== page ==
|St. Matthew's Monastery is recognized as one of the oldest Christian monasteries in Iraq. |
Today, it looks down on the hills of one of Iraq's most active frontlines
against the Islamic State. USA TODAY
Obama Starves Kurds of Weapons
- ISIS is on the march and America's deliberate policy is to starve the Kurds of weapons to defeat Islamist monsters.
A 1,650-year-old monastery in northern Iraq, one of the oldest Christian monasteries in the world, is in danger of falling to ISIS… “Speak up. Of course there is good people in the Islam people. Not all are bad, I believe. But where is the good people? Where is their voice? Nothing!” Archbishop Sharaf said. “Where is their voice? Few! Few!”
(From Jihad Watch) - St. Matthew’s monastery, founded in A.D. 363, has survived the Ottoman and Persian Empires, Mongol invaders and Kurdish conquests. Today it’s threatened by ISIS. Only three monks remain.
It has served as a place of refuge for persecuted Christians and other religious minorities for centuries, but now its very existence is threatened.
Some of the earliest Christians sought safety there. And when Islamic hordes stormed the city of Mosul, just 20 miles away, last June, the monastery’s thick stone walls again became a safe haven.
Located about 20 miles north of Mosul, the monastery is in protected Kurdish territory but is just a little more than three miles from the front lines of battle.
“We can see the battles and the airstrikes from here in front of us, especially at night. The sky lights up at night, but we of course are not scared. God protects us,” Father Yousif Ibrahim, one of three monks who resides in the monastery, told USA Today. There are also six students living at St. Matthew’s.
|St. Matthew’s Monastery|
Before Iraq fell into chaos, the monastery was home to thousands of nuns, priests and students with the Syriac Orthodox Church. The ancient church traces its founding back to the time of Christ. Some of its earliest founders may have personally known Jesus Christ. They still speak Aramaic, the language of Jesus.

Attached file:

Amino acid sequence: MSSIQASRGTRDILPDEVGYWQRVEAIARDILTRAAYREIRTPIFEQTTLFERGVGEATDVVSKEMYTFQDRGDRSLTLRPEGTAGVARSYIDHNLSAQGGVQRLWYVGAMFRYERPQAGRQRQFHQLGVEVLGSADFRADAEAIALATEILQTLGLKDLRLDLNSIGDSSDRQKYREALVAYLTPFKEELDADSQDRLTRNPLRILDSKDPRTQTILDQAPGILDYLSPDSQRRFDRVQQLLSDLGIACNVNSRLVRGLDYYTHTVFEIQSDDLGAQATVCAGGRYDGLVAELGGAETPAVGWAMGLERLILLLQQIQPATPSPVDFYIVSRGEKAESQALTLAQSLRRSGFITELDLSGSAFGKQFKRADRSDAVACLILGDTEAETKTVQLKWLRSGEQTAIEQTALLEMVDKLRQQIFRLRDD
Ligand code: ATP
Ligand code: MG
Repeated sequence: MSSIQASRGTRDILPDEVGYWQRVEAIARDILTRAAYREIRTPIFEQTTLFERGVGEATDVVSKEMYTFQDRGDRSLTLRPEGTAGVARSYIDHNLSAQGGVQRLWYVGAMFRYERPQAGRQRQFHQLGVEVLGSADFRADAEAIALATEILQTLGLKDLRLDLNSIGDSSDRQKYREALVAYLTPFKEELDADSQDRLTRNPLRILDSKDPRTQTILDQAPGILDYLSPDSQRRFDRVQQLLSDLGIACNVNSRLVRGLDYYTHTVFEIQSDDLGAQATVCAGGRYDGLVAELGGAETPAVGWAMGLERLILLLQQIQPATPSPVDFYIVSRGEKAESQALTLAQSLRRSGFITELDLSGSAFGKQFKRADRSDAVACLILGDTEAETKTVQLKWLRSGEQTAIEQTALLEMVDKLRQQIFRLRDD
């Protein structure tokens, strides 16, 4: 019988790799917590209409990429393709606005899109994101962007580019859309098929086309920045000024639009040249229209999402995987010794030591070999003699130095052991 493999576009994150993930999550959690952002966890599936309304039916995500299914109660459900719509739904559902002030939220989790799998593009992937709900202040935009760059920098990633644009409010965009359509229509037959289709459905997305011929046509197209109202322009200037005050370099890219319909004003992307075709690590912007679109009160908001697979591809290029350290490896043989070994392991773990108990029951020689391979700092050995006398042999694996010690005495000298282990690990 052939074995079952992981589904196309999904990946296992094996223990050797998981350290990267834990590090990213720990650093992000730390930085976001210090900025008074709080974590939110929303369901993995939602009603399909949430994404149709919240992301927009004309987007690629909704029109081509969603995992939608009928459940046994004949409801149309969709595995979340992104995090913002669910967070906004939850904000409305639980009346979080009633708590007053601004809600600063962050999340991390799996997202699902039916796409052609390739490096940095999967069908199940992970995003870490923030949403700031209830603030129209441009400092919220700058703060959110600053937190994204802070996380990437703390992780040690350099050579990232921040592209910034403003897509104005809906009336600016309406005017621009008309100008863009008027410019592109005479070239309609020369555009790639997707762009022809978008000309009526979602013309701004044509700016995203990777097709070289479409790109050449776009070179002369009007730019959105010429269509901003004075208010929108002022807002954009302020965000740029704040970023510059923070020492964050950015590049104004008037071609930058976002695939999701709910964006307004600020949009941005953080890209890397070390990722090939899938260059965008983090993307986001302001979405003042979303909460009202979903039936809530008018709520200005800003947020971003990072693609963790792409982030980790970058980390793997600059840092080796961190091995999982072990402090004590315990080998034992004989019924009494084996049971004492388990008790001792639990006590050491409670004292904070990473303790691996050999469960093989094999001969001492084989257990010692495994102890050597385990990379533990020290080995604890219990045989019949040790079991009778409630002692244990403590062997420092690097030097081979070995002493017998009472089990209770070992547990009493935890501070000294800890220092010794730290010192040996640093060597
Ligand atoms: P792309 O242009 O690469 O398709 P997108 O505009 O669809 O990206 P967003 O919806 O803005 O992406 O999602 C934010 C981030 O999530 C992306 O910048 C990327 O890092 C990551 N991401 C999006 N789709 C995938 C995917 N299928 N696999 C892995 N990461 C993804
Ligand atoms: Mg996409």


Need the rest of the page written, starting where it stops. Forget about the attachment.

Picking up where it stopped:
It houses one of the most ancient Christian libraries in the region. Many of the oldest manuscripts have been removed and taken to Kurdish-controlled areas.
Christian refugees running out of places to hide
More than 125,000 Christians have been forced from their homes over the past 12 months. They now live as refugees, most of them in the semi-autonomous state of Kurdistan.
ISIS has previously vowed to destroy all Christian historical sites in the areas that fall under its control. In March, it destroyed the ancient Christian Mar Behnam Monastery in the predominantly Christian town of Qaraqosh in northern Iraq.
The jihadists have desecrated Christian cemeteries, seized Christian girls for sex slaves and killed other children in front of their parents’ eyes.
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|Yousif Ibrahim, the head monk at Saint Matthew's Monastery, laments the |
ever present struggle the Christian community faces in Iraq.